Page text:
So while Captain Canuck has not had a long running series ever, he has certainly been around for a long time and developed a cult following with Canadians and collectors. He was Canada’s superhero, someone to look up to and aspire to, but nowadays I would say he is pretty much forgotten. Or just confused with Marvel’s Guardian, a member of the Canadian team Alpha Flight.
Now that I’ve enlightened you a little on the national hero of Canada (Not Guardian), let’s talk about why I’m telling you this. Captain Canuck looks like he will be making the jump to the big screen soon, as announced at Comic-Con International this year. ScreenRant reports:
The Vancouver Sun reports that a film based on Canadian hero, Captain Canuck, is officially in the works. The character, created in 1975 by illustrator Richard Comely, is a Canadian security officer who develops super-strength and speed after being exposed to extraterrestrial Zeta rays. Screenwriter Arne Olsen beat out hundreds of writers to win the job of scripting Captain Canuck, after submitting a 15-page sample to Mind’s Eye Entertainment, the production company behind the film. Of Olsen’s writing credits to date, only the 1995 adaptation Mighty Morphin Power Rangers: The Movie could be considered part of the superhero genre.
Olsen on his approach to a Captain Canuck film:
“I’m much more interested in the grittier [films] – where there’s a much more realistic approach. The way we’re going to approach this is – more of a visceral action thriller in the [style] of the Bourne trilogy. We’re trying to take him to more of a 21st century sensibility. Hipper, with a bit more of an interest in contemporary issues and characters, and the technology and information we have access to.”
I think the comparison to the Bourne films is a great one and wouldadapt well with Captain Canuck’s history. As to which Captain Canuck would be wearing the costume, I would say create a new character, why not? It’s been done before, and if you are trying to adapt the character for modern times then you might as well do exactly that. We are still quite a ways away from any sort of production on the film, but I for one am excited. The actor Olsen mentions he would like to see take on the role? Ryan Gosling, who yes, is Canadian.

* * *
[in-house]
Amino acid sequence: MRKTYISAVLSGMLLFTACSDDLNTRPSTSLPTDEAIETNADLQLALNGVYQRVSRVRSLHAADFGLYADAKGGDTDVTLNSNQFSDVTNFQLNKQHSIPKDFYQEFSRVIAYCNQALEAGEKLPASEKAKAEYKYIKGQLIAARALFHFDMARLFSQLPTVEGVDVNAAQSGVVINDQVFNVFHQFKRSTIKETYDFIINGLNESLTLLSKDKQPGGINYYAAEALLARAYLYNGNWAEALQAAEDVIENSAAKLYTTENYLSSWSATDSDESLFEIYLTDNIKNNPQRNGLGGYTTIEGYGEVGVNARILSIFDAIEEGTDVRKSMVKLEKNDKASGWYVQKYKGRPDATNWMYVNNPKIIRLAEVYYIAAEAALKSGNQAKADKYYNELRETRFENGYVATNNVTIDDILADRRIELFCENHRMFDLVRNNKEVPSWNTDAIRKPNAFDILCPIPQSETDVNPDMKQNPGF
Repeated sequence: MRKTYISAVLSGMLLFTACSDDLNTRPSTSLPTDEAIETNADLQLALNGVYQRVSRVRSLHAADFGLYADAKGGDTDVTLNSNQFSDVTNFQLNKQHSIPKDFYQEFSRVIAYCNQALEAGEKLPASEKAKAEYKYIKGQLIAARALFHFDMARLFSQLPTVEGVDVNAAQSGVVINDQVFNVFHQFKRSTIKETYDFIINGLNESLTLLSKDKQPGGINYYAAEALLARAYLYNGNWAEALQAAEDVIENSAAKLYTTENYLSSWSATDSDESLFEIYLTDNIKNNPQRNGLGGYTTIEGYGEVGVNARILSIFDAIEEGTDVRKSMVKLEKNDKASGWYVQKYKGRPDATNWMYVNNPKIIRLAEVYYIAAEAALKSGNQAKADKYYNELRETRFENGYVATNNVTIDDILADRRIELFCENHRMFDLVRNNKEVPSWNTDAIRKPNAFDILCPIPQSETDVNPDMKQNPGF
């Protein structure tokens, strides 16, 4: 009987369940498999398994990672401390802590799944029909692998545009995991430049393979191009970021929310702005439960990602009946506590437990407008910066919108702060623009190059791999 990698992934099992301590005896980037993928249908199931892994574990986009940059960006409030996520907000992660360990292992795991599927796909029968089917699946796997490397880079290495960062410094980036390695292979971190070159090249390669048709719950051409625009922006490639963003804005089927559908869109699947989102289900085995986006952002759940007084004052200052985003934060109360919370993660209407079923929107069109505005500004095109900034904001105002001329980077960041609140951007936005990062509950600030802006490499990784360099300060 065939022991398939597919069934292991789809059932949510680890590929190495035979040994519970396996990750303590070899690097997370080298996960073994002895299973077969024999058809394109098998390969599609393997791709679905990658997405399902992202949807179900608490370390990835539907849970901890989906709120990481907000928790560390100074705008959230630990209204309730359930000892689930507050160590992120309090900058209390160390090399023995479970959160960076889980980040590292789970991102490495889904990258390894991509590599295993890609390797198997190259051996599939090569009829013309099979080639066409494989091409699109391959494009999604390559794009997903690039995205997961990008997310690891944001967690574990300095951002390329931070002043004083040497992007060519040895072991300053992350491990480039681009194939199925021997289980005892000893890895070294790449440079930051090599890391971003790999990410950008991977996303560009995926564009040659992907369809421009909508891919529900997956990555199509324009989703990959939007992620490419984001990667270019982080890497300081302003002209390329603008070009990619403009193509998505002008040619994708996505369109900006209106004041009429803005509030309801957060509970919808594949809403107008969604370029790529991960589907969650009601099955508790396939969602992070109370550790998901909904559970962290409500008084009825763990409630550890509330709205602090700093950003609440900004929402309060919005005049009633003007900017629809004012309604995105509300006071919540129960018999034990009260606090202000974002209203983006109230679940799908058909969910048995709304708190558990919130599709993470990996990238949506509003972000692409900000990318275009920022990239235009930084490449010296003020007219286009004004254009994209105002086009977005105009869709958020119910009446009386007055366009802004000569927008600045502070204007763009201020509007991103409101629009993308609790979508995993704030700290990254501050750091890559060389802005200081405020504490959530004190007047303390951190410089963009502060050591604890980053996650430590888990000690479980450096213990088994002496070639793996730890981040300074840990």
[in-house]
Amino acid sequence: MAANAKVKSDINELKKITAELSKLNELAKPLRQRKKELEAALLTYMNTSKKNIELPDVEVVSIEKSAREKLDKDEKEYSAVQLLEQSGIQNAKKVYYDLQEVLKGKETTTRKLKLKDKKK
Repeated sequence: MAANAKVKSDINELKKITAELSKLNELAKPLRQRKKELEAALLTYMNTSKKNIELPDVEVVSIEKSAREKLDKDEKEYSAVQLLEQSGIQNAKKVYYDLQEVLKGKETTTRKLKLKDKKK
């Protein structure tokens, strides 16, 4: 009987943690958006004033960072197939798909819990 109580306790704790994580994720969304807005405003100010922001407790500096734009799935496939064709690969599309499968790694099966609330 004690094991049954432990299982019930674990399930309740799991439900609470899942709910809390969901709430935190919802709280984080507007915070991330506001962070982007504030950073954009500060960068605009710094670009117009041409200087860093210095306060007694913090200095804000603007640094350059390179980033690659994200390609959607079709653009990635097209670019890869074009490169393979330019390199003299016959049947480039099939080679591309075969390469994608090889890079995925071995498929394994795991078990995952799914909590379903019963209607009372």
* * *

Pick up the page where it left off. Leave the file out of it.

Now I can hear some of you laughing in the back, and that’s fine. Yes, Captain Canuck is corny, his costume is slightly ridiculous and he right away seems like a rip off of Captain America. But then again doesn’t Captain Britain? or Union Jack? Or any of the numerous nation related heroes out there that serve their country? What’s more important is that he is a symbol of the country and its feelings. Captain Canuck was there for Canada at a time of extreme nationalism, and his actions and stories reflected the best parts of the country when we needed it most. Just like Captain America in World War II, although Canuck has always been more concerned with Canadian problems then in getting involved in other countries. Go figure.
I hope this movie continues to make its way though production, has a decent budget, and doesn’t turn into a straight to DVD, or worse yet a TV movie that will be mocked for eternity. He deserves better than that.
Sound off in the comments section below for what I’m sure will be many funny jokes about Canada and Captain Canuck. Don’t worry, I can take it. I’m Canadian.